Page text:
This was a trip where I learned a lot about what kind of traveling I wanted to do in the future. Once again, the backpack was heavy and I rarely used the big camera rig. It was just too much of a hassle to keep at-the-ready. My compact camera was my camera of choice for most of the trip. In fact, the DSLR stayed in the hotel safe! And I have to say, I was happy with the results I got from the Fujifilm X-F1. The photos were more than “good enough”. And I didn’t have to worry about where to put my backpack when we went out for dinners. I left it at the hotel.
My next trip was a solo trip to California to visit my folks and see a concert. I was catching on to this “travel light” concept by this time! I decided to leave the backpack at home and just bring my small Patagonia bag and my Fujifilm X-F1. Also, I took my Kindle, Tablet, keyboard, various cables, card readers and chargers. Traveling lighter was definitely something I was starting to enjoy! And the photos turned out great! Hey, I don’t need the DSLR and all the lenses to enjoy photography!
On my last trip, I went to Stockholm again on business. This time I pared down even more. I left my tablet/keyboard at home. My camera was now my Fujifilm X100T. I also didn’t take a water bottle… why do I need that when there is water available wherever I went? I only needed one small USB cable and plug. My only personal computing device was my cellphone. (I did take a work laptop, but that was used exclusively for business) Here’s what was in my bag:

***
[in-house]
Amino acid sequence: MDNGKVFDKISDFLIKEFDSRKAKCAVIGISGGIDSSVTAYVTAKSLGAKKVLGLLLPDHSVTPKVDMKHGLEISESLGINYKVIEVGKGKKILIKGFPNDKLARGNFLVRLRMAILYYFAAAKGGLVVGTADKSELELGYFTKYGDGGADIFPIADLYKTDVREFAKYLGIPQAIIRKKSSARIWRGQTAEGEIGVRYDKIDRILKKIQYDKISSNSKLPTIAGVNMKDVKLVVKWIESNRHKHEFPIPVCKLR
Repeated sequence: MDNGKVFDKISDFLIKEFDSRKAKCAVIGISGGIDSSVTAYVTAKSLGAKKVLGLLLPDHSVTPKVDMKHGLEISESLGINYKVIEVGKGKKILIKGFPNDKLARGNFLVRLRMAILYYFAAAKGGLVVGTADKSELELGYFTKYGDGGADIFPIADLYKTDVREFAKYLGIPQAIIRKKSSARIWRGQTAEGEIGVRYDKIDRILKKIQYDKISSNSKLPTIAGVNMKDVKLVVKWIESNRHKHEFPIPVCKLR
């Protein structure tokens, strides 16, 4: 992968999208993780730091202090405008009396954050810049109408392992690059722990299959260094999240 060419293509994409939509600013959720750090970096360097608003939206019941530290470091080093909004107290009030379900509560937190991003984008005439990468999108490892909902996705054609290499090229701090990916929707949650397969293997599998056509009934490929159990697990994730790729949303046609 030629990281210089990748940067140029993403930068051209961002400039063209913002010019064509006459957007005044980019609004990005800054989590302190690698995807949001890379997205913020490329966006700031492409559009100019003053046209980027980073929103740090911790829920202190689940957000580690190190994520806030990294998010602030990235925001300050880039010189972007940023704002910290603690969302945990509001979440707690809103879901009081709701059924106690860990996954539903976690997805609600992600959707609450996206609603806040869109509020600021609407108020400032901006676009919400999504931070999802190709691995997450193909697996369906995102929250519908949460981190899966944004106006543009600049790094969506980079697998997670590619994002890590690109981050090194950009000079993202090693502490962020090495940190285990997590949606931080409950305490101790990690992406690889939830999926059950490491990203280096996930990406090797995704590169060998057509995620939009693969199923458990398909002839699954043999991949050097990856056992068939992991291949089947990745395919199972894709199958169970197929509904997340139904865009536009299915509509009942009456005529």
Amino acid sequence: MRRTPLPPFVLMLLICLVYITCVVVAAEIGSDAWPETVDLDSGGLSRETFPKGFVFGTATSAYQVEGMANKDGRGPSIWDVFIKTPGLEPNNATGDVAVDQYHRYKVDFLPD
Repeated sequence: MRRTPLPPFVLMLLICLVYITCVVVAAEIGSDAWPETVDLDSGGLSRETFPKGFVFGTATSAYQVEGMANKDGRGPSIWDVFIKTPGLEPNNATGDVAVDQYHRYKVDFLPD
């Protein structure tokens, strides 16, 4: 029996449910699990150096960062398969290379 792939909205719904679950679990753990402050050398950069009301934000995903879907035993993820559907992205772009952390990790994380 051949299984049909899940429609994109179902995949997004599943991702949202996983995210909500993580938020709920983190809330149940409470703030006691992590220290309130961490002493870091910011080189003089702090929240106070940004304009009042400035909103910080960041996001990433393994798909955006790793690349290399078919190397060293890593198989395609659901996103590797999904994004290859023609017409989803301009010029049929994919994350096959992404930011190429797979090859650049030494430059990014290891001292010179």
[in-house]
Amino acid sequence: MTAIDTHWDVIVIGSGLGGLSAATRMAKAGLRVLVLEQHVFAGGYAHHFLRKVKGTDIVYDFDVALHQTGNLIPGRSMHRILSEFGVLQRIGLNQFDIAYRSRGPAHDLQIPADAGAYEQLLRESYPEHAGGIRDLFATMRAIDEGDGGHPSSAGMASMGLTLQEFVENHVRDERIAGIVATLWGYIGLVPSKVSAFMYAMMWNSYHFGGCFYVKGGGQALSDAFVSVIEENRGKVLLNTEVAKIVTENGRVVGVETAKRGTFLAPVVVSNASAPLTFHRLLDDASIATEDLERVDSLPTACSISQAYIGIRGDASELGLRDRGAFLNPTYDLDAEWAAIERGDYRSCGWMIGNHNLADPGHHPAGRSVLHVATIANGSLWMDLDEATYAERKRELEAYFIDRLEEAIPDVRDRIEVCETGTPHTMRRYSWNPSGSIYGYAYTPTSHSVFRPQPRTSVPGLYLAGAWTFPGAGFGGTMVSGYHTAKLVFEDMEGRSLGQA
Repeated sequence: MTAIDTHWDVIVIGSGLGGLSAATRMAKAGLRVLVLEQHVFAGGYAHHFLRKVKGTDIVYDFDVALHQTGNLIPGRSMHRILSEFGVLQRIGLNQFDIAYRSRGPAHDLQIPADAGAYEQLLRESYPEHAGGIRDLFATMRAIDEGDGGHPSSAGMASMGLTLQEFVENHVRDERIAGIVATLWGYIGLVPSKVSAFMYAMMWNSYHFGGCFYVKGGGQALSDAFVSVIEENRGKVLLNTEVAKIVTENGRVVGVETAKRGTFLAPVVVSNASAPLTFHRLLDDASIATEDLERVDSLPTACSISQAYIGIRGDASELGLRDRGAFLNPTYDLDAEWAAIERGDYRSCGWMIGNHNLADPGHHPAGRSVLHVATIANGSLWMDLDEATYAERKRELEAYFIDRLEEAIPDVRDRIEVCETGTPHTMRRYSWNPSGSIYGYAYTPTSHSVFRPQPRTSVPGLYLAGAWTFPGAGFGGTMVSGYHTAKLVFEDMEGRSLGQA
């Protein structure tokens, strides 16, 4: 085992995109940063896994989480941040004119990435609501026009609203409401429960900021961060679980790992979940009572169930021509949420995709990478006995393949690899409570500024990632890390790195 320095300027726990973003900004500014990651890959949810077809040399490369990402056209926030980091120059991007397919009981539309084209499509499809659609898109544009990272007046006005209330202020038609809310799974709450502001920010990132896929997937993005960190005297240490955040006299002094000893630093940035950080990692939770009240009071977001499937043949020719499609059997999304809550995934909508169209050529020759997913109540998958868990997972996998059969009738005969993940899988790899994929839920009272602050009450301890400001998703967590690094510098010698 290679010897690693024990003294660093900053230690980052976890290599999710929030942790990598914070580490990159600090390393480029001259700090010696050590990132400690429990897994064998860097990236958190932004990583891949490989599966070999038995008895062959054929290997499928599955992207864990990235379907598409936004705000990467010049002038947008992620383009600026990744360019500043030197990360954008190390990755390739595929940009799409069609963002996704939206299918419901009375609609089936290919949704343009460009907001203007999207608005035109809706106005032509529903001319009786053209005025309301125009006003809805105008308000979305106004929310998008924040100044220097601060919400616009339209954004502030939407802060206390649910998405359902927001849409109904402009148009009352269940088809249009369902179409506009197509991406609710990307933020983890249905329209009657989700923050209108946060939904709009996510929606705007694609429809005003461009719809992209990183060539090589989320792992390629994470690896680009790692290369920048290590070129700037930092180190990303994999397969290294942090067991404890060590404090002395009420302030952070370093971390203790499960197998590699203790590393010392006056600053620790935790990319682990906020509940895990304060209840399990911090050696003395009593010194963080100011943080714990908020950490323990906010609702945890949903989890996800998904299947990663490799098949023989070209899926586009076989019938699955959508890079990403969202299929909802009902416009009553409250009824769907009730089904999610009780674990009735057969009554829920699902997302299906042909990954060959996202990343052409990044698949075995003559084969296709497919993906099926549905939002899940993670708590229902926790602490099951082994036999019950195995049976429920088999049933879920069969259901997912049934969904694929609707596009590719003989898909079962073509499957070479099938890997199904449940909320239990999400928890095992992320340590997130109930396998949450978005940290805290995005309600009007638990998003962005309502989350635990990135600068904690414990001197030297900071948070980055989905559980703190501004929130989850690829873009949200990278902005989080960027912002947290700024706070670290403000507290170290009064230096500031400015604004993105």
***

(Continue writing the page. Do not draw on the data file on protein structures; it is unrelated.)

- Fujifilm X100T
- USB cable/plug
- Spare battery
- Cellphone battery
- Small bag with medicine, bandaids, lipbalm, gum, etc.
- Work laptop
My carry-on bag (the Patagonia Minimass) was so light! And when I was on my day off in Stockholm, I didn’t even carry my bag. Just the camera across by body, cellphone, and extra camera battery in my pants coin pocket. It was great not having a bag! And I enjoyed myself even more. My shoulders didn’t hurt, I didn’t have to worry about a bag in small shops or crowded museums. I’ve come to realize that having more stuff just gets in the way of having better experiences. It’s not only the distraction of the extra weight, but the distraction of extra things to think about. The less I have, the less I have to worry about. And that means more time and mental energy to spend on simply enjoying where I am. If you haven’t done so, try traveling lighter. I think you’ll be pleasantly surprised that you can get by with so little!
My wife bought a sixer of Orion beer to enjoy with yakiniku tonight. Really looking forward to dinner! 🍴🍻😊 And Fuchiko makes an appearance! It’s been a while since she’s been in my photostream.